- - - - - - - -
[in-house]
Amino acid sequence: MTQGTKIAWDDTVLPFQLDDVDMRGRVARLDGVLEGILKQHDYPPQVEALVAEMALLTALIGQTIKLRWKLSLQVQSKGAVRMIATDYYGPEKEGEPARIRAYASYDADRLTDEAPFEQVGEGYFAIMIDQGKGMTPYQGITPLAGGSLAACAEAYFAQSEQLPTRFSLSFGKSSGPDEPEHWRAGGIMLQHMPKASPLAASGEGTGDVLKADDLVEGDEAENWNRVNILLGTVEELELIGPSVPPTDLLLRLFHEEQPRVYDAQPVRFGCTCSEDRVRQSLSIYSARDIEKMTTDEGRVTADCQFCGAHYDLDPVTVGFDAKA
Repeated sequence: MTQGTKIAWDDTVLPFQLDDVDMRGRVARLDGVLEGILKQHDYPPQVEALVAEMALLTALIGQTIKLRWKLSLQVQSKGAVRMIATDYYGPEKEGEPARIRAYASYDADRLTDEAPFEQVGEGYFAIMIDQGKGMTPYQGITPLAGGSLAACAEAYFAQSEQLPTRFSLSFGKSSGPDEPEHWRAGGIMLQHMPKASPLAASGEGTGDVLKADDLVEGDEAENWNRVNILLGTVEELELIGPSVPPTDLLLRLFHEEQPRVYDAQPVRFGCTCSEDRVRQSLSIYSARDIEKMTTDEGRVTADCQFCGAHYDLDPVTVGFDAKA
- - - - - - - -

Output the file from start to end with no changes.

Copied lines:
[in-house]
Amino acid sequence: MTQGTKIAWDDTVLPFQLDDVDMRGRVARLDGVLEGILKQHDYPPQVEALVAEMALLTALIGQTIKLRWKLSLQVQSKGAVRMIATDYYGPEKEGEPARIRAYASYDADRLTDEAPFEQVGEGYFAIMIDQGKGMTPYQGITPLAGGSLAACAEAYFAQSEQLPTRFSLSFGKSSGPDEPEHWRAGGIMLQHMPKASPLAASGEGTGDVLKADDLVEGDEAENWNRVNILLGTVEELELIGPSVPPTDLLLRLFHEEQPRVYDAQPVRFGCTCSEDRVRQSLSIYSARDIEKMTTDEGRVTADCQFCGAHYDLDPVTVGFDAKA
Repeated sequence: MTQGTKIAWDDTVLPFQLDDVDMRGRVARLDGVLEGILKQHDYPPQVEALVAEMALLTALIGQTIKLRWKLSLQVQSKGAVRMIATDYYGPEKEGEPARIRAYASYDADRLTDEAPFEQVGEGYFAIMIDQGKGMTPYQGITPLAGGSLAACAEAYFAQSEQLPTRFSLSFGKSSGPDEPEHWRAGGIMLQHMPKASPLAASGEGTGDVLKADDLVEGDEAENWNRVNILLGTVEELELIGPSVPPTDLLLRLFHEEQPRVYDAQPVRFGCTCSEDRVRQSLSIYSARDIEKMTTDEGRVTADCQFCGAHYDLDPVTVGFDAKA